The former inspector general of Chattisgarh’s Bastar region, SRP Kalluri, had been told to expect hostility when he addressed a seminar on “nationalistic journalism” at Delhi’s Indian Institution of Mass Communication on Saturday.
On Thursday, about 50 alumni of the government-run institute had written a letter to the school’s director general asking “why such a media-baiter officer, who is also alleged to have hounded many journalists out of his region, should be allowed to speak on the premises of a media institute of international repute”. Some students had also protested the invitation.
Inside the venue on Saturday, Kalluri found a rather welcoming –
though limited – audience. The controversial police officer was greeted with cries of “Bharat Mata ki jai” and “Vande Mataram” by a small crowd of students, journalists and other participants, who tittered dutifully at all his jokes, and held him back after his session for selfies.
Kalluri had been posted in Bastar from 2014 till February, when he was sent on a long leave and then transferred to the state capital of Raipur. During his tenure in Bastar, he was alleged to have been involved in human rights violations of Adivasis and was also accused of harassing activists, lawyers, researchers and journalists.
But, as one guest explained, Kalluri was welcome at the seminar because its theme was “Vartaman Paripreksh me Rashtriya Patrakarita” or nationalistic journalism in today’s context and the police officer had showed Maoists and other anti-nationals their place.
Outside the venue, though, protestors waved signs and shouted slogans. The Bastar Solidarity Network, which included student groups from Jawaharlal Nehru University and other activists, were not allowed inside the campus, nor were about 10 students of the institute. In addition to Kalluri’s presence at the event, they were most outraged about the yajna – ritual worship or offering made before a fire – that kickstarted the proceedings.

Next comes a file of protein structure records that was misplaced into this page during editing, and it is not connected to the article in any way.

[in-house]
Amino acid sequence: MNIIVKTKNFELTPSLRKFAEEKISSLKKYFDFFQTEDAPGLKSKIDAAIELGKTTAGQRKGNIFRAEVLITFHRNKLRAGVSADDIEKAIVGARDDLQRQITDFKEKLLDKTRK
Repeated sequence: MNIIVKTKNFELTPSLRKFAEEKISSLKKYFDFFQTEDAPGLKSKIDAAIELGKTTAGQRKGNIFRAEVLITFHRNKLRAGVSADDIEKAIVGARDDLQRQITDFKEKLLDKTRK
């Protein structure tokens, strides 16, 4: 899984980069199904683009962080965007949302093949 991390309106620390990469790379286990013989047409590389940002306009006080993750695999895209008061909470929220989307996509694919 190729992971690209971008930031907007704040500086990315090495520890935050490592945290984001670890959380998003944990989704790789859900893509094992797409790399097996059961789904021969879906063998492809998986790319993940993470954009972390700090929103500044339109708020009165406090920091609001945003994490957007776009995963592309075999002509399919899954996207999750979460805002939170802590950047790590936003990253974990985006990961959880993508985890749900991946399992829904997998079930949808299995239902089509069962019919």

Some student protesters were barred from entering despite arriving early. “It is just a nine-month course and the institution should tell us clearly if they will teach us journalism or religion,” said a furious Dipankar Patel.
In his presentation on “the question of marginalised communities”, Kalluri declared that he was on a mission to “change perceptions” and “bridge the gaps” between Bastar, Raipur and Delhi. “People talk about me like I have 10 arms or am like Bahubali,” he said, referring to his small frame. “But this is Kalluri – he is nothing.”
If his interest in Maoists has persisted after he had been transferred out of the area affected by the insurgency, it is because he “wanted to contribute to society in some way”. His contribution would be to change perceptions and his presence at the seminar was a step toward that goal, he said.
At the seminar, Kalluri repeated what his critics have noted – that he is under investigation by a number of government agencies. “There are five CBI [Central Bureau of Investigation] cases against me and over 24 writ petitions,” he said. “Several agencies are after me. I am under surveillance and my phone conversations are tapped. But I keep at it and I speak for the Adivasis whose happiness has been snatched away by Naxalites.”
He also addressed the allegations that Adivasis had been raped and murdered by members of the security forces on his watch. But in Kalluri’s narrative, these allegations were transformed into pressures with which the security forces are unjustly burdened. He dismissed the concerns of “social activists and human rights brigades” as “dhanda” or business. These activists “are part of an international conspiracy to stop India from becoming an economic super power”, Kalluri claimed.